Food Science and Technology Department


First Advisor

Joseph L. Baumert

Date of this Version

Spring 4-21-2020


Schmidt, M. K. (2020). Development of a Sandwich ELISA Targeting Cashew Ana o 2 and Ana o 3. [Unpublished Master's Thesis]. University of Nebraska-Lincoln.


A THESIS Presented to the Faculty of The Graduate College at the University of Nebraska In Partial Fulfillment of Requirements For the Degree of Master of Science, Major: Food Science & Technology, Under the Supervision of Professor Joseph L. Baumert. Lincoln, Nebraska: April, 2020

Copyright 2020 Morganne Schmidt


Cashew nut is the second leading tree nut allergy in the US. Cross-contact of cashew nut poses potential food safety risks for individuals with cashew allergies. Highly-processed foods, such as HTST/UHT cashew milks may lead to problems in cashew protein detection by current allergen detection methods. Therefore, the aim of this study was to develop a robust sandwich ELISA for detection of highly processed cashew proteins. Commercial cashew ELISAs were evaluated for their robustness and sensitivity in detecting cashew milk cashew protein. After unreliable results were determined, cashew Ana o 2 (11S) and Ana o 3 (2S) were semi-purified using established methods. Cashew Ana o 2 was reduced (11S R/A) for improved extraction and both the 2S and 11S R/A were used for rabbit immunization. Cashew specific IgG antibodies were monitored by determining their titer values. A 1:1 pool of the rabbit sera (11S R/A:2S) was used as the capture reagent while sheep anti-roasted cashew sera was used as the detector reagent in the optimized sandwich ELISA (LOQ; 0.3 ppm cashew protein). Potential matrix interference and cross-reactivity were evaluated in 58 food matrices including plant milks, tree nuts, spices, baking ingredients, and seeds. No matrix interference was found with any tested plant milk, with matrix interference found from 9 select seeds, spices and tree nuts. Certain foods in the Anacardiaceae family (pink peppercorn, pistachio, mango seed) were found to be cross-reactive. The sensitivity of the developed ELISA was evaluated further with cashew protein incurred in pre- and post-processed almond milk and cookies. The high percentage recovery of cashew protein in almond milk, above 10 ppm cashew protein, before and after processing indicates that the developed ELISA can reliably detect heat-processed cashew nut proteins in foods. With cookies, high percentage recovery was obtained with incurred baked cookie while incurred cookie dough showed overestimation. More validation work is needed to ensure that the developed ELISA will support allergen detection for various food matrices and processes.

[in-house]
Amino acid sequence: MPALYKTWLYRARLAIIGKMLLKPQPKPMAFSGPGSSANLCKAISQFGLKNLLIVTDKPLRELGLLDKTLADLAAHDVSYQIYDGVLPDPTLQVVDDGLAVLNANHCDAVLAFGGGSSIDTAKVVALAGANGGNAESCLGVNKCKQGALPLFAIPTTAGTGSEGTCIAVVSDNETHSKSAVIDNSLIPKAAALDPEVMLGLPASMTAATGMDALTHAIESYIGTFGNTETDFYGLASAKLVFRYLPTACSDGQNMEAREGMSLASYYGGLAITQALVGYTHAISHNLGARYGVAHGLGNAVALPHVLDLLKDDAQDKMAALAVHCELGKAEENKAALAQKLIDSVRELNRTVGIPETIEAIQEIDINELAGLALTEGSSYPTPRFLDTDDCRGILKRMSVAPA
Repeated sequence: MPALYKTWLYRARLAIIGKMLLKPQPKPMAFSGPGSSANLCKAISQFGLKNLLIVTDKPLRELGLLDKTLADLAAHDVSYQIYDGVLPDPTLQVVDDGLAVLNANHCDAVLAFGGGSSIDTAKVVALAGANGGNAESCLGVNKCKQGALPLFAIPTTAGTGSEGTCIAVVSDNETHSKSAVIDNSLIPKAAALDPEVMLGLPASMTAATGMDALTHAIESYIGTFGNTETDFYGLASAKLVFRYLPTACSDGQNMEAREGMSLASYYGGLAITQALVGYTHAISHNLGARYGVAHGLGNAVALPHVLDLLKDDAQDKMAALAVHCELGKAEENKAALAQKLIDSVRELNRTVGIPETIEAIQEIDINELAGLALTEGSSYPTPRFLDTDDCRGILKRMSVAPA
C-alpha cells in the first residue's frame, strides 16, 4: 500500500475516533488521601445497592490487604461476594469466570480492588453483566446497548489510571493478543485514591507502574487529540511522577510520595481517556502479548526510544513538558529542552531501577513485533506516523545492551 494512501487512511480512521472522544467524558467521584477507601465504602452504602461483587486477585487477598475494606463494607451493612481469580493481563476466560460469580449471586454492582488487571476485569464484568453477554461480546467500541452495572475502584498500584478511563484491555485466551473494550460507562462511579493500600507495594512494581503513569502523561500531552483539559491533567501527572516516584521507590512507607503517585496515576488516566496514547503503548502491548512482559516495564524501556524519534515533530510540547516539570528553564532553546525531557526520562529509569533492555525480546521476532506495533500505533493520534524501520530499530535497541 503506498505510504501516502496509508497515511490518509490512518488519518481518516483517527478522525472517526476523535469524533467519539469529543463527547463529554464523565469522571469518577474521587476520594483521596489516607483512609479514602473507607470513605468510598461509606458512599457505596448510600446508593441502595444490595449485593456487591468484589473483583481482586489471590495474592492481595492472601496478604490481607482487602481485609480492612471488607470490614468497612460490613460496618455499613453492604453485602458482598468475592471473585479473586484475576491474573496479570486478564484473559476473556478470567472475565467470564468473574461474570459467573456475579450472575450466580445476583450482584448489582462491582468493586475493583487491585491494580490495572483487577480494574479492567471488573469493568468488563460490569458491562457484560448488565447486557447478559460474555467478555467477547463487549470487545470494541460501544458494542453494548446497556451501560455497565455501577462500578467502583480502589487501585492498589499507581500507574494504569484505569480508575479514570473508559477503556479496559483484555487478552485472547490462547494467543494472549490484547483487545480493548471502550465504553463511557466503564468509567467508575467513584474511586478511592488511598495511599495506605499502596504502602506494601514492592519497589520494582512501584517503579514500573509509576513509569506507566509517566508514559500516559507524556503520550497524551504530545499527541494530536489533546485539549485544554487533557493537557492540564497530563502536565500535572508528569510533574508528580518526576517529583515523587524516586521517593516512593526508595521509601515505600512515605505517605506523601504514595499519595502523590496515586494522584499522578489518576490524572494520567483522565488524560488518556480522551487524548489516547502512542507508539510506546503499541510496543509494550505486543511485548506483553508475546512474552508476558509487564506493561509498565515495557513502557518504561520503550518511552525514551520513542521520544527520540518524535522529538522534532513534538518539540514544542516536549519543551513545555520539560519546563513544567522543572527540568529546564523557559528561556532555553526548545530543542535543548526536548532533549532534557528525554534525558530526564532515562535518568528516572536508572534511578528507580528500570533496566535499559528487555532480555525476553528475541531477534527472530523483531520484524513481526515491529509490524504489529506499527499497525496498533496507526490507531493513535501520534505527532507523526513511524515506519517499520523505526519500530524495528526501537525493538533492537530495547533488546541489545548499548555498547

Advisor: Joseph L. Baumert

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